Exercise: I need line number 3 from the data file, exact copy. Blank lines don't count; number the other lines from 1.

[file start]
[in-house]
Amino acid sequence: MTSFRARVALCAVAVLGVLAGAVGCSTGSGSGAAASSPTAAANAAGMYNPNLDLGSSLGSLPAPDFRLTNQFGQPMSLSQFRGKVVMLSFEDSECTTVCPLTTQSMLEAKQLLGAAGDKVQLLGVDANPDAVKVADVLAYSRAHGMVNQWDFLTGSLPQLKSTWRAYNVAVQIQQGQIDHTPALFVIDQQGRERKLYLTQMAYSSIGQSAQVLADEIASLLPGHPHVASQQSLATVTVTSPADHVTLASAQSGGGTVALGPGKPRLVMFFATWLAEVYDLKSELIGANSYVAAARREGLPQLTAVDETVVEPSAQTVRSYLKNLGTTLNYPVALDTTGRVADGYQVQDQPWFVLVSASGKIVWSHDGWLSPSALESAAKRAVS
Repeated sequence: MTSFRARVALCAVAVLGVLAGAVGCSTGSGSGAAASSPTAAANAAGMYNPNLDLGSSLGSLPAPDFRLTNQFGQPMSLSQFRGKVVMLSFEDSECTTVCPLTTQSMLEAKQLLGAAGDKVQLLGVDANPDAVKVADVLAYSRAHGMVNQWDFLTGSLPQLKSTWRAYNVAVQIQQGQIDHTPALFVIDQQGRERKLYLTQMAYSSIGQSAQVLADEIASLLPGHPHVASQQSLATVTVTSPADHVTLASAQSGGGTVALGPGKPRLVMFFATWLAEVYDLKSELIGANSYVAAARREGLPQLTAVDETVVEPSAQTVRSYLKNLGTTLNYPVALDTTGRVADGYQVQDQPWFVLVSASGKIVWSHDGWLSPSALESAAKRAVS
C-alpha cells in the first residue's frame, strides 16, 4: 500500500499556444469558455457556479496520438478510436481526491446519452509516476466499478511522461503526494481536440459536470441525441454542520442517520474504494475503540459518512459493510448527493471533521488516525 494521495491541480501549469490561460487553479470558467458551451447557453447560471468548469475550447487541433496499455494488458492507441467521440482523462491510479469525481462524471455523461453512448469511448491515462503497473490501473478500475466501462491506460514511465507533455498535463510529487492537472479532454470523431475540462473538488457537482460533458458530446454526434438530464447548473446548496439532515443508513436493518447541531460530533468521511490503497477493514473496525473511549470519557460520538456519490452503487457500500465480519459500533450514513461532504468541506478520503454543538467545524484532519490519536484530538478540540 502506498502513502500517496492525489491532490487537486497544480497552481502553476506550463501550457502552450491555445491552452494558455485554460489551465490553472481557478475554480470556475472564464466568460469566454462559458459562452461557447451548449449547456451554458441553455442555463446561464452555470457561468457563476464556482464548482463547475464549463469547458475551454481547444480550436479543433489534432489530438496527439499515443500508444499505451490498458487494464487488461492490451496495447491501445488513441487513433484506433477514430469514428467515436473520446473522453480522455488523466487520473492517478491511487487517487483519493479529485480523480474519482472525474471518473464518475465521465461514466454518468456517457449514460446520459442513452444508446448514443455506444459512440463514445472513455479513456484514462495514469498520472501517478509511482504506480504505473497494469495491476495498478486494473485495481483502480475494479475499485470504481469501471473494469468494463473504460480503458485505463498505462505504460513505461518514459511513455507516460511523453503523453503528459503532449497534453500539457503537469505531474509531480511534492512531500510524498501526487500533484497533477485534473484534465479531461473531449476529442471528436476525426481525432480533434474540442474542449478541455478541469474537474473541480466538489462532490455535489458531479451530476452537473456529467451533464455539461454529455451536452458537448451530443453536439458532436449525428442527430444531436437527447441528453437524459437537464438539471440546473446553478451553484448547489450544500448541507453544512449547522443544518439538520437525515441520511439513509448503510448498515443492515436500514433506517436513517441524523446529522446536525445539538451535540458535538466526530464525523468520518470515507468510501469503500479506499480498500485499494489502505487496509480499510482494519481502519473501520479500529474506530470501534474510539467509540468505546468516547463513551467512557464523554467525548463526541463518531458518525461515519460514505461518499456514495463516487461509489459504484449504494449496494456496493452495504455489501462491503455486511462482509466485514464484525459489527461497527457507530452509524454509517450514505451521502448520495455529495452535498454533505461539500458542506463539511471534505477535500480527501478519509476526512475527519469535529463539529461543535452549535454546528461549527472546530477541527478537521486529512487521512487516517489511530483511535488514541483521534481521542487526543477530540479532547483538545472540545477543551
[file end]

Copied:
Repeated sequence: MTSFRARVALCAVAVLGVLAGAVGCSTGSGSGAAASSPTAAANAAGMYNPNLDLGSSLGSLPAPDFRLTNQFGQPMSLSQFRGKVVMLSFEDSECTTVCPLTTQSMLEAKQLLGAAGDKVQLLGVDANPDAVKVADVLAYSRAHGMVNQWDFLTGSLPQLKSTWRAYNVAVQIQQGQIDHTPALFVIDQQGRERKLYLTQMAYSSIGQSAQVLADEIASLLPGHPHVASQQSLATVTVTSPADHVTLASAQSGGGTVALGPGKPRLVMFFATWLAEVYDLKSELIGANSYVAAARREGLPQLTAVDETVVEPSAQTVRSYLKNLGTTLNYPVALDTTGRVADGYQVQDQPWFVLVSASGKIVWSHDGWLSPSALESAAKRAVS